In December we were blessed to celebrate Steve’s mother’s 90th birthday with her. I am fortunate to still have all of my parents (I have two sets). All of our children and grandchildren, our siblings and their children are healthy. Many of those people were together with us on Christmas Eve. We have a fantastic dog and we still look forward to coming home to each other at the end of each day.
So, I’m not going to. I’m not going to assess or resolve or make amends. I’m simply going to be thankful. Thankful for everything that is and has been, and thankful for all the things that are not. Thankful that not a single one of the “What if _____?” fear-based thoughts from which I yanked myself back into the “That’s not happening right now” present came to be reality.
I’m going to go to bed early on New Year’s Eve and sleep peacefully. I’ll face the first day of the new year exactly the same as I face every new day — with an open heart and willingness to accept whatever it holds. I wish the same for you.
Peace and Love, always. Always.
DECEMBER 2018 On Thanksgiving, I finally met Joey. That’s Jackie’s brother who lives in Arkansas. He was on a job in Colorado and decided to zip down to Phoenix and surprise us all. Jackie’s Pa carved the bird. While he did that, I sat in the living room with Zack, Pa’s 22-year-old grandson and watched a little of The Godfather. It's not a comedy. With the exception of an old man who’d had too much wine, nobody smiled. Zack and I made a game of figuring out the plot. Finally it was time to eat. There wasn't room at the table for everyone. Gina, Jackie's sister, volunteered to sit at the island. Pa said grace. One of the things he prayed for was that we would all enjoy each other's company. It seemed highly unlikely that we wouldn't, but I suppose you never know. Zack piled and emptied his plate three times. I never saw anything like it. When he said he could feel his stomach stretch, I believed him. Jackie’s momma wasn’t feeling great but didn’t let that stop her. Her plan of action was wise: to go in the bedroom and lie down before dessert. We all wanted to go and lie down with her. Joey and I stayed at the table and fulfilled Pa's prayer by having an enjoyable conversation. We talked about simplicity. He likened working to a beer tap, tapping in when you need dough. I spoke of Einstein having nothing but identical gray suits in his closet so as not to waste precious mental energy choosing what to wear. Also present were our dog, Teddy, and Momma & Pa's dog, Molly Miller. They were getting along, too. Pa's prayer is especially effective on dogs. Love & peace, Steve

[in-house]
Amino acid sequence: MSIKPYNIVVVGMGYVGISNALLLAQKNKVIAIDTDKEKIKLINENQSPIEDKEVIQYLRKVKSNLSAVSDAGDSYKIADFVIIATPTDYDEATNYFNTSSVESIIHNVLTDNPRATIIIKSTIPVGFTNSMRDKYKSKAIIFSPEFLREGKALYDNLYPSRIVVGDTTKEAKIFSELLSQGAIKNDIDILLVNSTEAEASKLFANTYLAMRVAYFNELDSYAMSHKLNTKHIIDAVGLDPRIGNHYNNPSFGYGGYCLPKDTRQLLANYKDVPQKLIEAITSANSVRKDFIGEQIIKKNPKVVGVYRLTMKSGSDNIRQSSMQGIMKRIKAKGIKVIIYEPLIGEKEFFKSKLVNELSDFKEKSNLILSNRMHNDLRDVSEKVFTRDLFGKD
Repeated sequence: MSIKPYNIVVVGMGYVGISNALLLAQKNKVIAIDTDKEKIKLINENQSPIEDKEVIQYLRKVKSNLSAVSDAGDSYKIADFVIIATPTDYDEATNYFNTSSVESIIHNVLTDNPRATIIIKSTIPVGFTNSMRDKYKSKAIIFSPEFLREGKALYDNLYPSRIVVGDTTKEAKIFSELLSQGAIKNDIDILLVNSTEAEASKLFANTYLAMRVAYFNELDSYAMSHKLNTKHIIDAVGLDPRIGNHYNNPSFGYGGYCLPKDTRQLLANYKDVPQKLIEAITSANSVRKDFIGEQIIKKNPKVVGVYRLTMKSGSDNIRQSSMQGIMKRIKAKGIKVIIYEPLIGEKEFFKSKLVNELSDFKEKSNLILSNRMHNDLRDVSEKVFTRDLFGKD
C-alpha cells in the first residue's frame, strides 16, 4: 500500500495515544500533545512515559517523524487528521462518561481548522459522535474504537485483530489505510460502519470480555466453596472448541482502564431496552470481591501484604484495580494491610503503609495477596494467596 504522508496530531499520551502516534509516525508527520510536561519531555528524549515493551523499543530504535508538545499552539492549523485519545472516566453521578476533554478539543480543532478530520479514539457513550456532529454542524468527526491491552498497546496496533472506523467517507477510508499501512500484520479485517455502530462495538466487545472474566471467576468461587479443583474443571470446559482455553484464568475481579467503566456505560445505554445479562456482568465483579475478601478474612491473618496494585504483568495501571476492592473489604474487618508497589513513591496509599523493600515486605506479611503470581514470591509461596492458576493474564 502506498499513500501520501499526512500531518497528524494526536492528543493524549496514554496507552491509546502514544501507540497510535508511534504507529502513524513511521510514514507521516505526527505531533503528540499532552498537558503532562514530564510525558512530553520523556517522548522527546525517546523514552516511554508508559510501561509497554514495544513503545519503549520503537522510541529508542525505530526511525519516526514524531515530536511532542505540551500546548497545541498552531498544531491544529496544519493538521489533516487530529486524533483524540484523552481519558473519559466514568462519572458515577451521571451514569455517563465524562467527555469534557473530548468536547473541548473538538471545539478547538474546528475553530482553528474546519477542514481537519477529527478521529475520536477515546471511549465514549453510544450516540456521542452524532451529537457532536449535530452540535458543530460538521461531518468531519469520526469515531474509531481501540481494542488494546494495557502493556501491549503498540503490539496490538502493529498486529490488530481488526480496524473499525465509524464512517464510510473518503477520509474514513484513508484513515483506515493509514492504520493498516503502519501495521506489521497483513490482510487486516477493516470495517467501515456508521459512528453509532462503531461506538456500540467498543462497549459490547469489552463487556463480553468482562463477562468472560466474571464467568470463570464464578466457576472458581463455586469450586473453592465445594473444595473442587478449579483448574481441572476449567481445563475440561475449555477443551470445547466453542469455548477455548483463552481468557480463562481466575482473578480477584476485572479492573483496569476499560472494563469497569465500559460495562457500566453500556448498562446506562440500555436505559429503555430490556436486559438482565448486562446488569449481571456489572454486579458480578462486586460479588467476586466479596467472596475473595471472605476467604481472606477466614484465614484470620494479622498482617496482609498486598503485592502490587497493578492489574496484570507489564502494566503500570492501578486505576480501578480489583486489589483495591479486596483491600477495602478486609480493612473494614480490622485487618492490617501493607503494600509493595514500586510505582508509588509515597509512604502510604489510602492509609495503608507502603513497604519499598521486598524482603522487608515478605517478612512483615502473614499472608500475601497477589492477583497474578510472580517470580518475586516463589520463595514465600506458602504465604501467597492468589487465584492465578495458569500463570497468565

NOVEMBER 2018 Once in a while, I suffer from multiple personality disorder. Not often, but on occasion.
Those days when I have an agenda I think I have to adhere to and my mind set on sticking to my schedule no matter what. Then my intuition kicks in. Sometimes it shows up as a feeling, but on days when I’m busy being stuck in my head, it shows up with a voice and so ensues what feels like multiple personalities.
Such was the case last week on Thursday when I had the intention to visit a dying friend in Hospice, on Friday. I was comfortable with that decision, which allowed me to stick to my schedule, and I went to teach a class in the early afternoon. Then the voice in my gut showed up. During the 20 minute drive, I observed myself arguing. With me.
My head listing all the reasons it made more sense to go the next day, my gut continually responding with “Go today” or “Oh waa waa waa (mocking my own whining), go today”.
I often teach that our body always knows what we need and that we should listen to it’s wisdom. This is a consistent theme in the book I’m writing, so in effort to practice what I preach, I went.